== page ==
Wednesday, December 12, 2012

Oakdale Manufacturing Works

Another Oakdale industry has been completed, the Oakdale Manufacturing Works. This was a prototype business located in that city during the late 1800s. They built wagons, carriages, buggies and farm implements according to their ad in the Stockton & Copperopolis Railroad Guide published in 1885. This was a throw-away guide telling a bit about the communities through which the railroad passed and, more importantly, carrying ads for local businesses.

I have not not found any photographs of the prototype so I took inspiration for my structure from Greenfield Village in Dearborn, Michigan. The Richart Wagon shop is a small building preserved there which seemed ideal for the railroad. In the 1800s, horse-drawn vehicles were easy to build and did not require much in the way of specialized equipment so many small towns had their own shops. The Oakdale Works and Richart were both of this pattern. The long sloping ramp is typical of many wagon shops. It was used to maneuver the finished carriages down to street level. Unlike one might expect, individual parts were made on the first floor and the final assembly and finishing done on the second. This puzzled me for a bit until someone explained that, if the woodworking was on the second floor, sawdust would always be floating down on the freshly-painted carriages drying on the first floor.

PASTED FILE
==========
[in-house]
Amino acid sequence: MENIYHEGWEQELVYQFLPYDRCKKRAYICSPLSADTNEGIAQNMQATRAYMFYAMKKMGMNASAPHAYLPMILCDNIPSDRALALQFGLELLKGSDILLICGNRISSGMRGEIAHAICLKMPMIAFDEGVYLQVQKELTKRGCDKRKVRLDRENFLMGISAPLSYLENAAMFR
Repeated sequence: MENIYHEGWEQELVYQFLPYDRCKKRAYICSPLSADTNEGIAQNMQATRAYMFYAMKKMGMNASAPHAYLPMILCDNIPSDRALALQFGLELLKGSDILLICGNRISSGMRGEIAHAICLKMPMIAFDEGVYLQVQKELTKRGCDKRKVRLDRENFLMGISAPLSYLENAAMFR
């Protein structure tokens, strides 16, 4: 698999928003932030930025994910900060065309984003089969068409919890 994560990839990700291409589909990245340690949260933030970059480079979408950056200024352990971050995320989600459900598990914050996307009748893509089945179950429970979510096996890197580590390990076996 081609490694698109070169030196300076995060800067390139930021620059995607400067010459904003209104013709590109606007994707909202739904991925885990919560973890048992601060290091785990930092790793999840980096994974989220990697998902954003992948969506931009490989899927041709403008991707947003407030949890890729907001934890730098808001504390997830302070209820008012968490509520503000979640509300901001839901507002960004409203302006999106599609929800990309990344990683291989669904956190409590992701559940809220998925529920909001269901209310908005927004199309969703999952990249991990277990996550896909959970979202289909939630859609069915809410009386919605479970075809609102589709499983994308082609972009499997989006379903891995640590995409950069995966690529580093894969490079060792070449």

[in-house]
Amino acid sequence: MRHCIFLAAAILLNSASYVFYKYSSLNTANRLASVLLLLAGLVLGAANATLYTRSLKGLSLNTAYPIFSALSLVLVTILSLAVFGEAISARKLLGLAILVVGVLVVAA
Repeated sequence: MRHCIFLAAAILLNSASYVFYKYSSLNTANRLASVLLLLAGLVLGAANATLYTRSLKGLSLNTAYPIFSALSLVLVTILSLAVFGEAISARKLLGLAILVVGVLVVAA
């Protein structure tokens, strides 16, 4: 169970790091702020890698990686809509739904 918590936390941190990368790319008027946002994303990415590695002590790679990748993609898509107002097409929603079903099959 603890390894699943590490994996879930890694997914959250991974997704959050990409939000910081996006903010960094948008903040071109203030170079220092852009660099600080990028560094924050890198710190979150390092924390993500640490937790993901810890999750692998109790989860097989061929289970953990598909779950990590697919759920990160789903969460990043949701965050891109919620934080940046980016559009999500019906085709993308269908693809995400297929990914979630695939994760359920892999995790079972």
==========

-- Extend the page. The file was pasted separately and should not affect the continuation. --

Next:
My model was built of styrene following the Richart dimensions. Shingles were from Minuteman Scale Models. Since this was to be a source of revenue for the S&C, I built a small loading ramp which will be located next to the tracks. Right now, I am not quite sure where the Works will end up. It was originally planned to be at the south end of Oakdale adjacent to the gas works but there may not be enough room there. I'll have to finish the gas plant and see if both can be squeezed into that space or if things will need to be rearranged.

I also have to build up some wagons and carriages. After all, a factory needs some evidence of the product produced.


  1. Don,
    Now you have gone off and modeled a wagon shop. In the far corner of my Sahwatch St. is the Diltz Wagon and Iron works. Looks like I will be shamed into including it,even though it used the team tracks and did not have a dedicated siding.
    Tom VanWormer